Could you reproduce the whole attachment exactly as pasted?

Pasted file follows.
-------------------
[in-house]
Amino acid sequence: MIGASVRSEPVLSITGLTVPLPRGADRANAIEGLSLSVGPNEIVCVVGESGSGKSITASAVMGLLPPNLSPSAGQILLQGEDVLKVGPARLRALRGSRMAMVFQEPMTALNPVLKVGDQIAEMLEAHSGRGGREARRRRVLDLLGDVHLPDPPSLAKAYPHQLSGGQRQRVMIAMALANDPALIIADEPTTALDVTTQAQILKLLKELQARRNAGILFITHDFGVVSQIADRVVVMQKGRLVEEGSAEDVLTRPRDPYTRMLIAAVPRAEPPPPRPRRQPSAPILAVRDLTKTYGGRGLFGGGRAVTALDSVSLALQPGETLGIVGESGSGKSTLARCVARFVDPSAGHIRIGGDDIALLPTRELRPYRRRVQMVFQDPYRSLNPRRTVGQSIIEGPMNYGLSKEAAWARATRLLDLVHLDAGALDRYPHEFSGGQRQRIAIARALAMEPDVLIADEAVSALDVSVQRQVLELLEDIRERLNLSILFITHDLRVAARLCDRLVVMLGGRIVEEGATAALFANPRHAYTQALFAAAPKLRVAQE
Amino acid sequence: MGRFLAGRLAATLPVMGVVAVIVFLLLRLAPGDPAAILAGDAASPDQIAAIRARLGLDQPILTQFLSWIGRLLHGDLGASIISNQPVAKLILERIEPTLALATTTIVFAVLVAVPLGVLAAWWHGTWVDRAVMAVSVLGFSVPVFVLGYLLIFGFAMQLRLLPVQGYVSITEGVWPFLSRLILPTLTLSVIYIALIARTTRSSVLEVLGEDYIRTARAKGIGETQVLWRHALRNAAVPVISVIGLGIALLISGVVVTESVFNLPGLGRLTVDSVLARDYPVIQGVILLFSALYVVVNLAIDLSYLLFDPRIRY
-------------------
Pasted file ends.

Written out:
[in-house]
Amino acid sequence: MIGASVRSEPVLSITGLTVPLPRGADRANAIEGLSLSVGPNEIVCVVGESGSGKSITASAVMGLLPPNLSPSAGQILLQGEDVLKVGPARLRALRGSRMAMVFQEPMTALNPVLKVGDQIAEMLEAHSGRGGREARRRRVLDLLGDVHLPDPPSLAKAYPHQLSGGQRQRVMIAMALANDPALIIADEPTTALDVTTQAQILKLLKELQARRNAGILFITHDFGVVSQIADRVVVMQKGRLVEEGSAEDVLTRPRDPYTRMLIAAVPRAEPPPPRPRRQPSAPILAVRDLTKTYGGRGLFGGGRAVTALDSVSLALQPGETLGIVGESGSGKSTLARCVARFVDPSAGHIRIGGDDIALLPTRELRPYRRRVQMVFQDPYRSLNPRRTVGQSIIEGPMNYGLSKEAAWARATRLLDLVHLDAGALDRYPHEFSGGQRQRIAIARALAMEPDVLIADEAVSALDVSVQRQVLELLEDIRERLNLSILFITHDLRVAARLCDRLVVMLGGRIVEEGATAALFANPRHAYTQALFAAAPKLRVAQE
Amino acid sequence: MGRFLAGRLAATLPVMGVVAVIVFLLLRLAPGDPAAILAGDAASPDQIAAIRARLGLDQPILTQFLSWIGRLLHGDLGASIISNQPVAKLILERIEPTLALATTTIVFAVLVAVPLGVLAAWWHGTWVDRAVMAVSVLGFSVPVFVLGYLLIFGFAMQLRLLPVQGYVSITEGVWPFLSRLILPTLTLSVIYIALIARTTRSSVLEVLGEDYIRTARAKGIGETQVLWRHALRNAAVPVISVIGLGIALLISGVVVTESVFNLPGLGRLTVDSVLARDYPVIQGVILLFSALYVVVNLAIDLSYLLFDPRIRY